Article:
• Olympic Trials finalist, 1,500m at 16 years old
• 2-time USA Indoor champion, 1,500m
LAURA ROESLER: IN NORTH DAKOTA, 2006 WAS THE YEAR OF THE ROESLER
Stepping onto the high school athletic stage as a freshman, Laura took North Dakota Cross Country and Track and Field by storm.
Her initiation in the Legion of Zoom started outside the limelight in North Dakota. More than winning the state cross country title as a freshman, Laura’s love of speed also translated to the track as she dominated the sprints and middle distances at the North Dakota State Track and Field meet. She graduated with a grand total of 22 state titles.
Even so, she describes a high-school defeat as one of the turning points in her career. “I think when I was a senior in high school at my state track and field meet and I lost my first race in about five or six years. I thought I would be upset and devastated but I was so relieved and honestly the most relaxed I had felt in a long time. My family and friends and most people at the meet still supported and cheered for me and I realized that it's not really the winning and losing that defines you, it’s how you react to them and your character that people will remember most.”
“I love the fact that I’m from North Dakota because I feel I’m representing our state at the next level,” she says. “It was also very special to go to school at the University of Oregon because I feel like I adopted a whole new family of fans that are not only die-hard Duck fans, but just track fans in general.”
Running for Oregon was exactly what Laura wanted. While many elite athletes forgo collegiate eligibility and go straight to the pros, Laura felt she was ready developmentally, she knew she wanted an education and more than anything else, she wanted to run on a collegiate team. Her sprint group training is what prepared her for the pros, and what enabled her to become a 5-time NCAA Division I national champion and a 17-time All-American. While her professional training program in San Antonio focuses more on building her endurance, Laura says, “My greatest asset is my speed. We’ll never lose sight of that.” And she’s conscious of building her legend: “I want my legacy to be that I gave it all I had and gave it my best shot. I want to be seen as a fighter, someone who did everything in her power to follow her dreams, who worked hard, stayed true to herself, and stayed humble, grateful, and hungry. Whether those ended up in medals or not, if people can describe me as that I will feel successful.”
Laura looks up to Sanya Richards-Ross. “She has inspired me the most. She is someone who has been at the top for so long and yet remains the same person and has the same values. She is always very composed and humble and so nice. I met her when I was 16 at the Olympic Trials and she took the time to talk to me and actually seemed very genuine about it. For someone who is that successful, it is very inspiring to see and experience her have that kind of attitude and character.”
For someone this fast, she’s not afraid to slow down and play the piano, go hiking, and read. “I read a lot of books,” she says. “At least two a month. I also love to just enjoy the sun and lay outside by the pool. But I only swim if I am forced as cross training!”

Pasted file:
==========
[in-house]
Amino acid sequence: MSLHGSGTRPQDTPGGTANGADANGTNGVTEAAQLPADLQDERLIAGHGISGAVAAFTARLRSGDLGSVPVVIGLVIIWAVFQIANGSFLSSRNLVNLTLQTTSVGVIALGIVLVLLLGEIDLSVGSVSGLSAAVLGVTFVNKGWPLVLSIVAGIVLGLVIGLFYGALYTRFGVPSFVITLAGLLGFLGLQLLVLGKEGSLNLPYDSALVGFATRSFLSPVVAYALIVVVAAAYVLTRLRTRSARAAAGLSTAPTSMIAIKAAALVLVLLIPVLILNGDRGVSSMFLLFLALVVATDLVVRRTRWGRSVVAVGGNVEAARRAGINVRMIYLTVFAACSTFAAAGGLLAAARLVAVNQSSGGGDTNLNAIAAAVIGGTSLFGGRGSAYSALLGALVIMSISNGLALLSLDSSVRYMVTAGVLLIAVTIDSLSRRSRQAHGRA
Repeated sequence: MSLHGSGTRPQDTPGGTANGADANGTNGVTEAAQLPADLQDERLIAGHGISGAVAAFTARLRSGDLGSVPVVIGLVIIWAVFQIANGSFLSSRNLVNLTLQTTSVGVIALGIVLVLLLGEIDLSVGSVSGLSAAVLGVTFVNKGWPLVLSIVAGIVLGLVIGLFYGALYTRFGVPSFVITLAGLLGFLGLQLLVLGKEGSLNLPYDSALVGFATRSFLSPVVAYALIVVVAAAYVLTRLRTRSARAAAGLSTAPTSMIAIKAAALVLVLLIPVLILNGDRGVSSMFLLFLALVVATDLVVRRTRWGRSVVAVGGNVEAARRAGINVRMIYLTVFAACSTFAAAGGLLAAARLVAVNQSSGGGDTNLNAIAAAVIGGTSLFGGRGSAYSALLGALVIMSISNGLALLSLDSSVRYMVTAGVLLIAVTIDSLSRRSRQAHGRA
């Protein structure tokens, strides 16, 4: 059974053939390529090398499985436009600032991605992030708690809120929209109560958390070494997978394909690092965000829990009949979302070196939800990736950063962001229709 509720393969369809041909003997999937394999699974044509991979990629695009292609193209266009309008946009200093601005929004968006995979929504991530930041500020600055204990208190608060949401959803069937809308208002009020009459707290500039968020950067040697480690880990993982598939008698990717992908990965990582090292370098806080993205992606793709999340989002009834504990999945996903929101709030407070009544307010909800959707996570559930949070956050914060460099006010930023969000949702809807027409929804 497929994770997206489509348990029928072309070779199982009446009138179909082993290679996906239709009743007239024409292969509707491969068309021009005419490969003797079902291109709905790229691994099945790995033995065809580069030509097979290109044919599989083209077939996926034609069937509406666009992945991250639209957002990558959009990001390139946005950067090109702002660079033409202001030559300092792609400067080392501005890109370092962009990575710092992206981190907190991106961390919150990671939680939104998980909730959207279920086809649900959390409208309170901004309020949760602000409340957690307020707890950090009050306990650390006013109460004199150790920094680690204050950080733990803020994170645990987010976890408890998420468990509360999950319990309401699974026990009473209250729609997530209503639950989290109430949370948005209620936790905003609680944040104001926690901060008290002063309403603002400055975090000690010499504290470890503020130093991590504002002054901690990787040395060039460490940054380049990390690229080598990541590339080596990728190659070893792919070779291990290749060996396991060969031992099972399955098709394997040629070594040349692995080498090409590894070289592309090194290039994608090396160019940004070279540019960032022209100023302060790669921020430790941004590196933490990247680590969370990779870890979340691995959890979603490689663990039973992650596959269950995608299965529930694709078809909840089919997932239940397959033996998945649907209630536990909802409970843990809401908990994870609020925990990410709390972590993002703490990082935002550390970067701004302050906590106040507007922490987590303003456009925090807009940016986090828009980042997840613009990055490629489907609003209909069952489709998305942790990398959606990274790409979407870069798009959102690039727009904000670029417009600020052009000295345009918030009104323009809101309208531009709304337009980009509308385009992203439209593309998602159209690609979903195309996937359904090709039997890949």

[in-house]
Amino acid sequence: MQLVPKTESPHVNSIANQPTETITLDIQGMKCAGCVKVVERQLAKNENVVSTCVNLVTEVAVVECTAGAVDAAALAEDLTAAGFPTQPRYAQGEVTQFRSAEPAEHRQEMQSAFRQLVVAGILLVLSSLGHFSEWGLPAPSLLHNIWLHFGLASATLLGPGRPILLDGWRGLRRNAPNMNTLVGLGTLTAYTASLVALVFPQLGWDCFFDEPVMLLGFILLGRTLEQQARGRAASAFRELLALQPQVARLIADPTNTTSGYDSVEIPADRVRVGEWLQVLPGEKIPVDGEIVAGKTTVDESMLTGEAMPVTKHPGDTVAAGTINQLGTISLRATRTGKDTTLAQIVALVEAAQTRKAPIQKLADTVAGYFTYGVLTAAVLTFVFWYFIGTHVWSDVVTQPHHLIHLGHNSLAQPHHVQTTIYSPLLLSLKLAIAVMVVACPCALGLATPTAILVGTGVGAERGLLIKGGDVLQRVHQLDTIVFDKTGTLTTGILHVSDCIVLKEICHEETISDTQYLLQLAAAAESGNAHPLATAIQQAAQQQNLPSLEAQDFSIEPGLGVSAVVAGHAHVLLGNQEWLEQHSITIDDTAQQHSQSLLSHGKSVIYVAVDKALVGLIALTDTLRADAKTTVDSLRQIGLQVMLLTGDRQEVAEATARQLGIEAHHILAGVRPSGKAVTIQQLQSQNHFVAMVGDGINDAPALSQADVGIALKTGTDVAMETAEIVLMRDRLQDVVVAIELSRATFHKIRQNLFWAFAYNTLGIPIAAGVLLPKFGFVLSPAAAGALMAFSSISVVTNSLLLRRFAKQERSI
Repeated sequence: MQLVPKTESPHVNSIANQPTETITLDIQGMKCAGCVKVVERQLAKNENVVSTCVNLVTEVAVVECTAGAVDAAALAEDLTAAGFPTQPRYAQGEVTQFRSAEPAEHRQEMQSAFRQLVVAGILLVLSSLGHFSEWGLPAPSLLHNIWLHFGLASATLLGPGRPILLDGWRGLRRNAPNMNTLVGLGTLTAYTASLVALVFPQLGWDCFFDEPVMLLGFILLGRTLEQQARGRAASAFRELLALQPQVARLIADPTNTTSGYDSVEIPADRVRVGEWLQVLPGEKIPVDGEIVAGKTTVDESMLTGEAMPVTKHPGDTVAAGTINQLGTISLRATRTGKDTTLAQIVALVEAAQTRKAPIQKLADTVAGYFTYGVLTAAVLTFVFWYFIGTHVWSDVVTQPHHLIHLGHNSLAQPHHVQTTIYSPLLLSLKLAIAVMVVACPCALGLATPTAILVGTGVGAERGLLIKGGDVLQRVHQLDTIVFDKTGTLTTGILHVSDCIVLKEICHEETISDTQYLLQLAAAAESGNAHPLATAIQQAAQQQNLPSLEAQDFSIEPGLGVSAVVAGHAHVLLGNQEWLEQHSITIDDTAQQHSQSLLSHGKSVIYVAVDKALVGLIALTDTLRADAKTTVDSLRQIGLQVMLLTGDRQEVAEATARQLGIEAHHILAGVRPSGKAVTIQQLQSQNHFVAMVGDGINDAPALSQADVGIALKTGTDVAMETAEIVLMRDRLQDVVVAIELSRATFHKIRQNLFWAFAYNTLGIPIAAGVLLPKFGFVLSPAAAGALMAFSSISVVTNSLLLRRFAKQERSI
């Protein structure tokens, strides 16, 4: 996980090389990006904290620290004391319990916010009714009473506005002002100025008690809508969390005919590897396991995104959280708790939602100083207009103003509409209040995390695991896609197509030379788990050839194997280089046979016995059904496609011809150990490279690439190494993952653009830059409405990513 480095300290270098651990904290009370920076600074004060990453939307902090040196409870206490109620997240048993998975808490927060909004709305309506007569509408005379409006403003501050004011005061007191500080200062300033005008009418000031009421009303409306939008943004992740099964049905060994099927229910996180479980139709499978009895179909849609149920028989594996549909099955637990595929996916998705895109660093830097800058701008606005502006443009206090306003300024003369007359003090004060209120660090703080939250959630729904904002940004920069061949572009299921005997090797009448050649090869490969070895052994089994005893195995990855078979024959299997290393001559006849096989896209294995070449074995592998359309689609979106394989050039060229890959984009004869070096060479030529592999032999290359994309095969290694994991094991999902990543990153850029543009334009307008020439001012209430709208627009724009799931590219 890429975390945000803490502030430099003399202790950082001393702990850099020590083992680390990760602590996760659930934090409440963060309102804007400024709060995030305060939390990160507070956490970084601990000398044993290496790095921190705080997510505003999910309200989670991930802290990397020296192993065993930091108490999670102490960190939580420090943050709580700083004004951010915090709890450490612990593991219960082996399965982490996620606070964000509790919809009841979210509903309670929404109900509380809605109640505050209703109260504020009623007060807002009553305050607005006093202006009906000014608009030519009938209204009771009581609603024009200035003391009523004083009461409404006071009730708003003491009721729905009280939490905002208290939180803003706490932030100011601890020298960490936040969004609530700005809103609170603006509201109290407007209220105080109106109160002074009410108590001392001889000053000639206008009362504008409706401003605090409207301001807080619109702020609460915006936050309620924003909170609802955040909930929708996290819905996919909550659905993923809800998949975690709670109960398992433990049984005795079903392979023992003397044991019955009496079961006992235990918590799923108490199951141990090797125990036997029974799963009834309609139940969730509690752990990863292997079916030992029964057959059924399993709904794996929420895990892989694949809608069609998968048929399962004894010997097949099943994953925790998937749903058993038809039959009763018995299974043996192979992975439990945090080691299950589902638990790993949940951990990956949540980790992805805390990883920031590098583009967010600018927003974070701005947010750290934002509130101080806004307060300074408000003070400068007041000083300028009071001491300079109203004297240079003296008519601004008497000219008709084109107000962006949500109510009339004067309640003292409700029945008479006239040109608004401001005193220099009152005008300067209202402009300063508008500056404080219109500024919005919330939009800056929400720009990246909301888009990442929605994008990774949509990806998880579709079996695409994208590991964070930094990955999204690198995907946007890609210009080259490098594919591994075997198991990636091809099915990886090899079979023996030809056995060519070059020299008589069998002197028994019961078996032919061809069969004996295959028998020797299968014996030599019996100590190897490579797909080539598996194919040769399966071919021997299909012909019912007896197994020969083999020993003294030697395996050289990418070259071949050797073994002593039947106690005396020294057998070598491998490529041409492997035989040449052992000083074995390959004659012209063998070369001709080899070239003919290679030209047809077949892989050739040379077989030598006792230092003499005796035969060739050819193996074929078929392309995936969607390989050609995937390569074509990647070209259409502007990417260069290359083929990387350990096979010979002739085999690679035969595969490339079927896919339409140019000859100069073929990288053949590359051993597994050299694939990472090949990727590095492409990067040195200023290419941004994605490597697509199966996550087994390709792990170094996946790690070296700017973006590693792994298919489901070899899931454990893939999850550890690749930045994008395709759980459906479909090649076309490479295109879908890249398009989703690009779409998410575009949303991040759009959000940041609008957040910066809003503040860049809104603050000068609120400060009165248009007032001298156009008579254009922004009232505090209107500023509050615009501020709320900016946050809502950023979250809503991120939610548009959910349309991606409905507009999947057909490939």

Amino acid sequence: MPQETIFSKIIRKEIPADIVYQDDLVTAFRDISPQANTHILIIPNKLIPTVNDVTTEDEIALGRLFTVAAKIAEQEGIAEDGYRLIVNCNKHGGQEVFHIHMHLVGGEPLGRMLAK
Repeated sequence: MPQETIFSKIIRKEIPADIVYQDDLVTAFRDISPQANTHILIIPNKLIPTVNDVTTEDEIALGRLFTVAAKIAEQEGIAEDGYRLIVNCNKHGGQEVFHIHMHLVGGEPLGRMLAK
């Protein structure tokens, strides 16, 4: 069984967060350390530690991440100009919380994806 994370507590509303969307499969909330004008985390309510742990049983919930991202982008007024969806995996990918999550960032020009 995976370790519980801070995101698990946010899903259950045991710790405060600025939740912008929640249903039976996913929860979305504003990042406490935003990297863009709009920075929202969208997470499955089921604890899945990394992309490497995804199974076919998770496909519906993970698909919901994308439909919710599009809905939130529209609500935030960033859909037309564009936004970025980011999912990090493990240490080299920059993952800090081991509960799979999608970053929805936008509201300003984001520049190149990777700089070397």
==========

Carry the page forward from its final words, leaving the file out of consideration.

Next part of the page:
Her greatest fear: “Losing sight of who I am and where I came from. Living in a world and sport where we’re so defined by our successes and losses, competition can sometimes consume you. My mom recently told me how proud she was of me not because of how successful I had been but because of the person I had become. She also asked me to make sure I never forget that and to always stay true to myself and to stay humble. And that is something I think is important and especially so if it is that important to my mom, and straying away from that would be a disappointment to her.”
Her mantra: Control what you can control. “My college coach told me this and it’s something that really stuck with me. I am a very Type A personality and it was hard for me to not be able to have all factors in my life or racing go according to how I wanted them to. But trying to just focus on the things I can do and have control over has made me feel a lot stronger as an individual.”
• 5-time NCAA Division I national champion and 17-time All-American
• Prestigious Bowerman Award recipient, most valuable female student-athlete
ADAM KSZCZOT: FROM FARMER TO CARPENTER TO NATIONAL RECORD HOLDER
Growing up on a farm in Poland, Adam knows that hard work means results you can see—but he also know it begins with determination that lives within.
For the man the Kenyans affectionately call “Coskot,” achieving Legion of Zoom-level performance on the track begins with confidence: “Everything starts in the mind. I imagine my movements to improve my technique. I come to the race in the ideal mental state.” But before becoming a premier runner, he played every sport he could: football, volleyball, basketball, running. Adam began his running career in 4th grade. While he easily beat the older kids, he didn’t know that he could make a career out of it until he decided to go to high school in a bigger city.
Still, Adam was plagued by so many running injuries in his first year he almost left the school to go back to his village. His mother convinced him to finish out the year. Good thing she did: In his second semester he became an 800m Silver medalist at the Junior European Championships.